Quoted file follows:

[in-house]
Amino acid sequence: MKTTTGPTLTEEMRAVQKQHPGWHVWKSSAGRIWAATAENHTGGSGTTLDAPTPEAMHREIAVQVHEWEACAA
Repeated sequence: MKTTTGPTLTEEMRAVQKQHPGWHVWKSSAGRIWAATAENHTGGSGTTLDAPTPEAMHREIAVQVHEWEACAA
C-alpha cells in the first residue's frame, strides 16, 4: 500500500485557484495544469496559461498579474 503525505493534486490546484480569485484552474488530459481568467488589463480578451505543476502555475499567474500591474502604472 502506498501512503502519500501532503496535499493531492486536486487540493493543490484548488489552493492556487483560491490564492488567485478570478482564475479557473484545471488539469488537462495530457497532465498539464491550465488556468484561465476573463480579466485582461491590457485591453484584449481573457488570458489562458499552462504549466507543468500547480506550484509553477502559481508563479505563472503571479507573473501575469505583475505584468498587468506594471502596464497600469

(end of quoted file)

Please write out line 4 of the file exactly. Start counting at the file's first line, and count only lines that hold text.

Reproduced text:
C-alpha cells in the first residue's frame, strides 16, 4: 500500500485557484495544469496559461498579474 503525505493534486490546484480569485484552474488530459481568467488589463480578451505543476502555475499567474500591474502604472 502506498501512503502519500501532503496535499493531492486536486487540493493543490484548488489552493492556487483560491490564492488567485478570478482564475479557473484545471488539469488537462495530457497532465498539464491550465488556468484561465476573463480579466485582461491590457485591453484584449481573457488570458489562458499552462504549466507543468500547480506550484509553477502559481508563479505563472503571479507573473501575469505583475505584468498587468506594471502596464497600469